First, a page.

The Persistence of "Man-Slaying" as an Indo-European formula in Gregory of Nazianzus

by Edwin D. Floyd

A powerfully resonating Indo-European pattern is "man-slaying", combined from *hner- "man" and *ghwen- "strike / slay". Humbach, Indogermanische Forschungen 63 (1958) 209-211, followed by Schmitt, Dichtung und Dichtersprache in indogermanischer Zeit (1967) 123-127, discusses Greek, Avestan, and Vedic examples. Watkins, How to Kill a Dragon (1995) 497-498 focuses primarily on Lysias' speech Against Theomnestus 1. As Watkins shows, the root *ghwen- still packed quite a punch in fourth century B.C. Greece; merely using the word androphonos "murderous, man-slaying" was actionable as slander.

How much later can we trace the resonances of the pattern?

In the case of *ghwen-, we can still catch something of its original force in Modern English "bane". Derived from *ghwen-, this word has an aura of the mysterious about it.

Mainly, though, my question looks to the way in which scholars have approached Greek as an instantiation of Indo-European material. Supposedly, the increasingly literate nature of Greek society after the archaic age meant that poets rapidly and irretrievably lost contact with material which required a vibrant oral tradition for its maintenance. Hellenistic and later Greek poets have therefore scarcely been considered in the study of Indo-European poetics. In my opinion, though, the very bookishness and/or antiquarian interests of "late" Greek poets can be shown to have led to their preserving, not only ancient formulas, but also the original associations of these formulas.

In Homer, the statistically predominating usage of androphonos is with the warrior Hektor. Both Humbach and Schmitt assume that just such a connection, viz., with a human warrior, was also the inherited association of the combination. The truth, however, is that the connection with men such as Hektor is relatively isolated, both within Greek and elsewhere. Outside of Homer, three main uses of combinations of *hner- and *ghwen- can be identified. These are with (1) gods, (2) weapons, and (3) women. Dangerous gods, such as Rudra (Rig-Veda 4.3.6) and Ares (described as androphonos even by Homer, at Iliad 4.441) are so associated, as are weapons such as the Marutas' thunderbolt (Rig-Veda 7.56.17) or human spears (Tyrtaios, fr. 19.9). "Man-slaying" is also used, in Greek, of women who threaten men (e.g., Pindar, Pythian 4.252); also, at Yasna 53.8, the Avestan cognate jenéram is best explained as contrasting potentially destructive women with a virtuous bride.

These three resonances of androphonos also appear in the oeuvre of Gregory of Nazianzus (fourth century A.D.) In at least eight or nine passages, this early Christian poet connects the word with the forbidden fruit from Genesis 2-3. At 444.9, Gregory refers to Satan as a murderous figure, accompanied by baneful forces; this parallels Iliad 4.441, in which "man-slaying Ares" is accompanied by Deimos, Phobos, and Eris. Other passages focus more specifically on the fruit as a deadly implement or on the role of Eve. One, 1476.3-4, combines all three ideas, as it refers to (1) the man-slaying implement of (2) Satan, who deceives (3) a foolish woman.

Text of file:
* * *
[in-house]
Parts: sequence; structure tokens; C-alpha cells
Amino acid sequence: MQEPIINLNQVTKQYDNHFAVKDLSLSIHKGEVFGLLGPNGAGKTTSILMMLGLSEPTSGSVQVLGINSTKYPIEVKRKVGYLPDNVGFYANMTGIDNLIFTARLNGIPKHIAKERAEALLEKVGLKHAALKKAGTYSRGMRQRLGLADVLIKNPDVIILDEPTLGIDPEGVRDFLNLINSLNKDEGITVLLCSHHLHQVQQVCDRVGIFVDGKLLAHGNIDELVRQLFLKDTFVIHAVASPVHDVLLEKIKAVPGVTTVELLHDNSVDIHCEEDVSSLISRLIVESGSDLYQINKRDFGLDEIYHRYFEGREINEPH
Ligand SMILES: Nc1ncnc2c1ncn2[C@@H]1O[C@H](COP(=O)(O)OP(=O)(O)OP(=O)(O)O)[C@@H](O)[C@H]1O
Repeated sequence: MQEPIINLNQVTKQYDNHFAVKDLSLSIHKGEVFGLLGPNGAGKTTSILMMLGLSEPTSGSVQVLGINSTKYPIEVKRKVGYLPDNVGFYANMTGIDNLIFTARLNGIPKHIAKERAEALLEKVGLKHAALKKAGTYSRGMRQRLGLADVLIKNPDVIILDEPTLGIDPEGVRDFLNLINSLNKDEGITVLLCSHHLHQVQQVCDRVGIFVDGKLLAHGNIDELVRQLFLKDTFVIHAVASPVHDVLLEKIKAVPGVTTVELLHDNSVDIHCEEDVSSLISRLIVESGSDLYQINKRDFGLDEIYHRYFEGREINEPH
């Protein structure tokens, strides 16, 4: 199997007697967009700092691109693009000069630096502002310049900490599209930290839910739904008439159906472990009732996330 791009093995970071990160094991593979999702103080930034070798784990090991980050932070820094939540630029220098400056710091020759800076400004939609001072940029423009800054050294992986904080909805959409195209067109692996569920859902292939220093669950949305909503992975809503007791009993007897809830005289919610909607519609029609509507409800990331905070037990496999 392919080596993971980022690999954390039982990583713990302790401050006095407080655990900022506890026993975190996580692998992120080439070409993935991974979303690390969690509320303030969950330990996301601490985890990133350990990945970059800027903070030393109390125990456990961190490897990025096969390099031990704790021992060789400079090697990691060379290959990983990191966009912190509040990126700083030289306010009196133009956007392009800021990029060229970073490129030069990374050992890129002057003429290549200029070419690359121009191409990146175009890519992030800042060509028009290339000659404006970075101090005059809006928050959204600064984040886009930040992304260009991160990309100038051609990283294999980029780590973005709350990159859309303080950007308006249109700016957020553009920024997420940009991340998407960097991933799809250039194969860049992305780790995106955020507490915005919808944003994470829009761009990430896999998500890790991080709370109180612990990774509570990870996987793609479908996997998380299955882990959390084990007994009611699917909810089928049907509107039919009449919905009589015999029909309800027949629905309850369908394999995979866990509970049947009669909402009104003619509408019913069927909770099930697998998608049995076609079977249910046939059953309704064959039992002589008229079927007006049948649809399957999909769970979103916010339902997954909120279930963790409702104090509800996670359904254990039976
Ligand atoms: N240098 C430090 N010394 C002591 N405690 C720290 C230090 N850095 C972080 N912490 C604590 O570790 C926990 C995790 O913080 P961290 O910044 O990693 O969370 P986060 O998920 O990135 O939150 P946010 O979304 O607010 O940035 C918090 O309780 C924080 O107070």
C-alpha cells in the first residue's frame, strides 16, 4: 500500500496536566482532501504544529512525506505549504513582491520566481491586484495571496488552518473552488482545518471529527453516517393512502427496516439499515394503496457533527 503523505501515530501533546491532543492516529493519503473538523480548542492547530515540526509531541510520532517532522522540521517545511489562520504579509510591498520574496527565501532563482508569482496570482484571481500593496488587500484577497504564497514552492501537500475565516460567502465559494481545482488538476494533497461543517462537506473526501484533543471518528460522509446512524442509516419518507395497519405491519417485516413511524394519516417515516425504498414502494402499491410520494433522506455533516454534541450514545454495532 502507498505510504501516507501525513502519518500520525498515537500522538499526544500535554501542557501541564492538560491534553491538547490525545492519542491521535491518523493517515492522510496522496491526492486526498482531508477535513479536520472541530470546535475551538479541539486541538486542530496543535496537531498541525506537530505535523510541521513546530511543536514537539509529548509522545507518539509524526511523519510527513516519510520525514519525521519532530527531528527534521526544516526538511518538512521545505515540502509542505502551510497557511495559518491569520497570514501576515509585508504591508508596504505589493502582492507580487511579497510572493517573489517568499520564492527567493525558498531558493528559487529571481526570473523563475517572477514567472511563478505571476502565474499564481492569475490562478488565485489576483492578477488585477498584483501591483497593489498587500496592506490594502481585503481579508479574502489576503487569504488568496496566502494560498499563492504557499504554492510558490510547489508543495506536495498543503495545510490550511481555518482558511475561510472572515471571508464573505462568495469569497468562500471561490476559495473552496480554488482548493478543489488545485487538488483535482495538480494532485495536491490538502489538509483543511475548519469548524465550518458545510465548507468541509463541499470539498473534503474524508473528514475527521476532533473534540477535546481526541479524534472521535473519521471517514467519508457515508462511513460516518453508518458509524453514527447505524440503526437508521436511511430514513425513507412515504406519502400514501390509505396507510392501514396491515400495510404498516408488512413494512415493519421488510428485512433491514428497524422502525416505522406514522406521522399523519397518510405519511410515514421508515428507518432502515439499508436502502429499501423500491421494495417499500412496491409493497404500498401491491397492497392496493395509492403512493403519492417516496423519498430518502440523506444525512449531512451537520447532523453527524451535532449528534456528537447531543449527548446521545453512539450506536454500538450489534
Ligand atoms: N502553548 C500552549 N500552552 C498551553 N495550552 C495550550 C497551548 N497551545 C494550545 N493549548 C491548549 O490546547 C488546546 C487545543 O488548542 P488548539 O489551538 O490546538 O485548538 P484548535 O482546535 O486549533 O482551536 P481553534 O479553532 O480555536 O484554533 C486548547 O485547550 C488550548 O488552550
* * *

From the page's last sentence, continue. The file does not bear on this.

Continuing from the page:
It is also noteworthy that this last passage (1476.4) refers to Satan as drakontos "dragon". This is the very word which appears in the title of Watkins 1995; moreover, Gregory's presentation of Satan as an "anti-HERO" neatly complements Watkins' occasional discussion of the persistence of Indo-European patterns into Christian literature, as in his mention of the binding of Satan (Old English Genesis 764-765) at p. 459, n. 15.

Inclusion of Gregory in the discussion has broader results than merely extending the ideological range of an Indo-European pattern within Greek. By adapting a pattern which Homer had used, but using it - one could claim - more broadly, Gregory suggests that he can deal with his subject-matter just as effectively as Homer. There may also be an adumbration, on Gregory's part, that his vision is more valid than Homer's, because it is more broadly based. My treatment of this point, viz., Gregory's overall poetic stance, is still preliminary. My sense, though, is that one can legitimately appeal to the fact that Gregory hailed from central Anatolia; correspondingly, his sources could transcend Greek patterns (as exhibited by Homer, Tyrtaios, Pindar, and others) to encompass other Indo-European and/or Anatolian traditions too.